December 24: Each Christmas Eve, we journey to the church where the boys grew up, for a potluck supper and a Service of Lessons and Carols. Nate and Jeremiah would offer readings and then would rise together to sing “Go Tell It On the Mountain” — even though the program clearly directed us to sit. (The congregation unfailingly rose to join them.) We’d take the slow route home, better to enjoy the Christmas lights and the old-time radio show on our local station.
Last year, of course, upended everything. The boys read their passages over Zoom and I had to cook an entire meal. But afterwards out we went into the night, to search for Christmas lights and to listen, as always, to Fibber McGee and Molly.
Last year’s make-do is this year’s tradition. The lights are still beautiful, the radio story is still funny, and Nate’s egg-nog cocktails still warm us through. As we do every year, we closed the last page of the last read-aloud Christmas book and chorused “Happy Christmas to all, and to all a good night.”
Bonus: Inspired by An Embarrassment of Riches published by Slovenian-Italian blogger Manja, I have selected images from my blog for each month of 2021. This image, from January, shows my neighborhood creek, Four Mile Run, which welcomed my walks all year long. To see the entire gallery, click here.
December 25: Kevin ventured warily to the poker table. We assured him that we were not actually gambling on Christmas Day (“This is just a game, Dad; these are just playing pieces!”). So Kevin sat down. After a refresh (or three) of the rules, Kevin rose again 45 minutes later with a Mount Everest of chips before him. Kevin enjoyed his victory. I think we enjoyed his company even more.
December 26: Yesterday, after laughing through our topsy-turvy Texas Hold ‘Em and a few more of Nate’s cocktails, I wandered reluctantly into the kitchen to prepare the Christmas feast. Jeremiah was slated to make two dishes and Nate stood beside me snapping green beans. I sighed: Someday someone would call me to the table for a home-cooked meal. Nate immediately threw his arm across my back. “Sit down, Mom. We’ve got this.”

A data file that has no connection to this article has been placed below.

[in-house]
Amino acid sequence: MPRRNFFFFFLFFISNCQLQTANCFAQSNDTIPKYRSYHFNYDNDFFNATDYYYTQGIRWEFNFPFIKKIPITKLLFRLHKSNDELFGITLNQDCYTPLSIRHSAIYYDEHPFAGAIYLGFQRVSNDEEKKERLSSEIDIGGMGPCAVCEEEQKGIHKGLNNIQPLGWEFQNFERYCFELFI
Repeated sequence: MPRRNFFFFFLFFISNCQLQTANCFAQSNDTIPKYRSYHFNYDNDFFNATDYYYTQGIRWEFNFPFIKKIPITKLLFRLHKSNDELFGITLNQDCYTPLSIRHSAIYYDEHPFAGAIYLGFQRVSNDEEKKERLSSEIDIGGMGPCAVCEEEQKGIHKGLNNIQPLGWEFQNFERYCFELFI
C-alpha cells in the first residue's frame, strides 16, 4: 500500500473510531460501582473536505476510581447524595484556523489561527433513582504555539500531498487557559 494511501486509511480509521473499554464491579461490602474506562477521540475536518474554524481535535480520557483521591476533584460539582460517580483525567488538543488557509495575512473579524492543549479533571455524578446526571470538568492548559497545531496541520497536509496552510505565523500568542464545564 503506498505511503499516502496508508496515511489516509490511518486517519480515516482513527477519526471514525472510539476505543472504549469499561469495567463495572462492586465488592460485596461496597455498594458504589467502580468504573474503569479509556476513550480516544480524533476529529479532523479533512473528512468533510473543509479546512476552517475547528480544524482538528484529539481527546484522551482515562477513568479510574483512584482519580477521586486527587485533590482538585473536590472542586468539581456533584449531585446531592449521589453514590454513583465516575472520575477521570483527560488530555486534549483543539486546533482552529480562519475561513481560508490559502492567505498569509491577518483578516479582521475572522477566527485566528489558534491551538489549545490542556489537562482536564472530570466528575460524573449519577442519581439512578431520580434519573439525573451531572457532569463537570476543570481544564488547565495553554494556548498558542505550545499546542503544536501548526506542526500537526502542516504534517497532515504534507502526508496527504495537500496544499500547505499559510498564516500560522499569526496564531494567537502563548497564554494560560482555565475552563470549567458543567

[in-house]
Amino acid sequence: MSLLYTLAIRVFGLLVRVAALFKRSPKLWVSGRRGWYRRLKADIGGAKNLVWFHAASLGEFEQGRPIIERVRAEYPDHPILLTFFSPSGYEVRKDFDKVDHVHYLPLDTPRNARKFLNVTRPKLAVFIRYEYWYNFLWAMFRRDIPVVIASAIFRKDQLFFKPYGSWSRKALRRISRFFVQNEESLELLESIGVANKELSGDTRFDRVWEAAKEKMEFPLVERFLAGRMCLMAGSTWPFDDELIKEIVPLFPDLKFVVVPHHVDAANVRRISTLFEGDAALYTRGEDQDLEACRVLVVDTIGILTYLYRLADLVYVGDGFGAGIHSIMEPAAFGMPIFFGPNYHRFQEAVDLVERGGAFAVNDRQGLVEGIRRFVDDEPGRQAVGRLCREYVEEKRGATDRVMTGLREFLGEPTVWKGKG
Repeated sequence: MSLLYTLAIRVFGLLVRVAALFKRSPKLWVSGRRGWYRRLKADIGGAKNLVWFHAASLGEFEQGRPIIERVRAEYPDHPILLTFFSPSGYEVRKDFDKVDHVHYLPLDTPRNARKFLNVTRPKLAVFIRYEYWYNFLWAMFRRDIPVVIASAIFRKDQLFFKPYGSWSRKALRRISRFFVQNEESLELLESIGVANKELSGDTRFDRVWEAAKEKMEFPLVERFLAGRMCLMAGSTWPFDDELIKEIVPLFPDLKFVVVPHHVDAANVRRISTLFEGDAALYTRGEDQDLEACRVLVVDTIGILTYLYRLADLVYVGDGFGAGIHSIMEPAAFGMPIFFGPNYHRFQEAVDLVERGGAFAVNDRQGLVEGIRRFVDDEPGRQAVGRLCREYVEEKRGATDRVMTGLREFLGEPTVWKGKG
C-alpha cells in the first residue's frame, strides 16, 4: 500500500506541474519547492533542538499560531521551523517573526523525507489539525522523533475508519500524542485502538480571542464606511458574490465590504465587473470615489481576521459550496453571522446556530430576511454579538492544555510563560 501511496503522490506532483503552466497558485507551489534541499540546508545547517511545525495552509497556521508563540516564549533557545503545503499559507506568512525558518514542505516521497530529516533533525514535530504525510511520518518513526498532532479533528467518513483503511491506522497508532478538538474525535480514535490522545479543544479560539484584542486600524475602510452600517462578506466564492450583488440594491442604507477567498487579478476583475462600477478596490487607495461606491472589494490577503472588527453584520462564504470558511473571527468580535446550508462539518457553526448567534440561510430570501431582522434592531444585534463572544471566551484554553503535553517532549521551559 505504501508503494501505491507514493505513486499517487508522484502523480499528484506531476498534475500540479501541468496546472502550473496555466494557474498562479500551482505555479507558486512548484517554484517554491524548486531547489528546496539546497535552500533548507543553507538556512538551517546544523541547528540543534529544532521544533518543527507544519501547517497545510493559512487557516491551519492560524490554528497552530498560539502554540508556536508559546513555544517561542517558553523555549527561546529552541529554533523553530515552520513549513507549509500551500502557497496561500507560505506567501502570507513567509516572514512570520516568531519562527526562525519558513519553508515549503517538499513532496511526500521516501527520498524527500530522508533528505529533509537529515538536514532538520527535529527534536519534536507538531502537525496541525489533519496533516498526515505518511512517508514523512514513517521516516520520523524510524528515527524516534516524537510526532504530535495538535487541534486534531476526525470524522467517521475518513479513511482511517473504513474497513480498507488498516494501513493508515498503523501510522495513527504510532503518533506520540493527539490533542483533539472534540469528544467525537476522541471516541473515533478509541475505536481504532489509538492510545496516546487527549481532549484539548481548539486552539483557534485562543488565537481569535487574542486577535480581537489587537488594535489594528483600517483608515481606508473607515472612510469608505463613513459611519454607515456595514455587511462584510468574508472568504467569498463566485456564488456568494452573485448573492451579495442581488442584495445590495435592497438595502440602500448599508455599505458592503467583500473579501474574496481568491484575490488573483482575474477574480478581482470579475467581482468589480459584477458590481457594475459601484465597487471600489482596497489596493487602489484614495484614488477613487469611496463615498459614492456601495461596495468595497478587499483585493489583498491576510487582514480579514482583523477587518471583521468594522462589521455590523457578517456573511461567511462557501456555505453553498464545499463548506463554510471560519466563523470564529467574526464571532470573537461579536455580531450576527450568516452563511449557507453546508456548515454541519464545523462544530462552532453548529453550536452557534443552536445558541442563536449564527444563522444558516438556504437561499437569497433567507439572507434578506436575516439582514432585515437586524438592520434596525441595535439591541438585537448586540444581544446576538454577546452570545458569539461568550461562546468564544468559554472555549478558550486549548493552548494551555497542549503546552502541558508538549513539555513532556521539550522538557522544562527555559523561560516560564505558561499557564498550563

And they did. When I would pipe up from the sofa with a suggestion, Nate would growl like an imperious maitre d’ , “Madame, you are zee customer; I am zee chef.” I quieted down and tucked into one of my new books. Soon I was summoned to dinner as an honored guest. Everything was wonderful.
Nate definitely has menu suggestions for next year. And I’ve never been happier to wash dishes. When Nate reached for a sponge, I said, “Sit down, Nate. I’ve got this.”
December 27: The days have slipped away into timelessness. Was today Monday or Tuesday? Who knows? I did know, however, that I’d lined up a lovely day of visiting friends. I love to hibernate. And I love sticking my nose out of my den to enjoy the sunshine of my friends.
December 28: Improbable coincidence #96. Yesterday, Eileen — cherished friend and owner of our cherished bookstore One More Page Books — gave me a book called “Four Thousand Weeks” and implored me to read it. Today, I cued up a writers podcast; instead of exchanging craft tips, the host and her guest discussed exactly that book.
As best I can tell, from the podcast and the book’s early pages, the author emphasizes the freedom that comes when we embrace finitude. He celebrates the relief we feel when we choose to let go of energy-sapping projects and pursuits. I think he even describes JOMO: the Joy of Missing Out. “Settling” — sometimes dismissed as anemic compromise — here is akin to allowing flakes in a snow globe float gently down from turbulence to peace.